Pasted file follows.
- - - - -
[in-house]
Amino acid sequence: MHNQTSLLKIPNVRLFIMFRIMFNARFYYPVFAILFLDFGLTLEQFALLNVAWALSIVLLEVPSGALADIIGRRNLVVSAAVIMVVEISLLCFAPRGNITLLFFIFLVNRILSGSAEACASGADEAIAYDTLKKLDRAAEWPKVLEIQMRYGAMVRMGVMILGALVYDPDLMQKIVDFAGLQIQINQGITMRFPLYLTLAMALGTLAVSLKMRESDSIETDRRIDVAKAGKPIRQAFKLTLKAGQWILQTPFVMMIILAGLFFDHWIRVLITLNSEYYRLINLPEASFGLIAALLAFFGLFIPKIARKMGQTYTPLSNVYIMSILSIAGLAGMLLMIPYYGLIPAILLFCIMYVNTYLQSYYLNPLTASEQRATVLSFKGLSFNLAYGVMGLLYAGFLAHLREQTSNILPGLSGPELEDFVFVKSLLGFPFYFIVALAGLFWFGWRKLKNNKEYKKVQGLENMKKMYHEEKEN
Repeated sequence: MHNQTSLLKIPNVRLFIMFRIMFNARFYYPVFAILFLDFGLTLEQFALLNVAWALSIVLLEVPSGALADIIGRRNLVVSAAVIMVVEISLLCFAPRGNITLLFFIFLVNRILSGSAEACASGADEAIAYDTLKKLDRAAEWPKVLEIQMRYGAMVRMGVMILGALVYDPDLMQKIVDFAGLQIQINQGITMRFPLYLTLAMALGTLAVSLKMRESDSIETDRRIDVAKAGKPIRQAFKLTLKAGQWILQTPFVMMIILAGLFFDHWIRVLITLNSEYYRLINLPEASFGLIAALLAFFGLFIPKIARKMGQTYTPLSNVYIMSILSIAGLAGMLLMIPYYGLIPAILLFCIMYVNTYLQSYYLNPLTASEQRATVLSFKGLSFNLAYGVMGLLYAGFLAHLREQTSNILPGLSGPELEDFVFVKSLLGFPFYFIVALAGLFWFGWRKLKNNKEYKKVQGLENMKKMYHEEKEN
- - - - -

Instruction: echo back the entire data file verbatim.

[in-house]
Amino acid sequence: MHNQTSLLKIPNVRLFIMFRIMFNARFYYPVFAILFLDFGLTLEQFALLNVAWALSIVLLEVPSGALADIIGRRNLVVSAAVIMVVEISLLCFAPRGNITLLFFIFLVNRILSGSAEACASGADEAIAYDTLKKLDRAAEWPKVLEIQMRYGAMVRMGVMILGALVYDPDLMQKIVDFAGLQIQINQGITMRFPLYLTLAMALGTLAVSLKMRESDSIETDRRIDVAKAGKPIRQAFKLTLKAGQWILQTPFVMMIILAGLFFDHWIRVLITLNSEYYRLINLPEASFGLIAALLAFFGLFIPKIARKMGQTYTPLSNVYIMSILSIAGLAGMLLMIPYYGLIPAILLFCIMYVNTYLQSYYLNPLTASEQRATVLSFKGLSFNLAYGVMGLLYAGFLAHLREQTSNILPGLSGPELEDFVFVKSLLGFPFYFIVALAGLFWFGWRKLKNNKEYKKVQGLENMKKMYHEEKEN
Repeated sequence: MHNQTSLLKIPNVRLFIMFRIMFNARFYYPVFAILFLDFGLTLEQFALLNVAWALSIVLLEVPSGALADIIGRRNLVVSAAVIMVVEISLLCFAPRGNITLLFFIFLVNRILSGSAEACASGADEAIAYDTLKKLDRAAEWPKVLEIQMRYGAMVRMGVMILGALVYDPDLMQKIVDFAGLQIQINQGITMRFPLYLTLAMALGTLAVSLKMRESDSIETDRRIDVAKAGKPIRQAFKLTLKAGQWILQTPFVMMIILAGLFFDHWIRVLITLNSEYYRLINLPEASFGLIAALLAFFGLFIPKIARKMGQTYTPLSNVYIMSILSIAGLAGMLLMIPYYGLIPAILLFCIMYVNTYLQSYYLNPLTASEQRATVLSFKGLSFNLAYGVMGLLYAGFLAHLREQTSNILPGLSGPELEDFVFVKSLLGFPFYFIVALAGLFWFGWRKLKNNKEYKKVQGLENMKKMYHEEKEN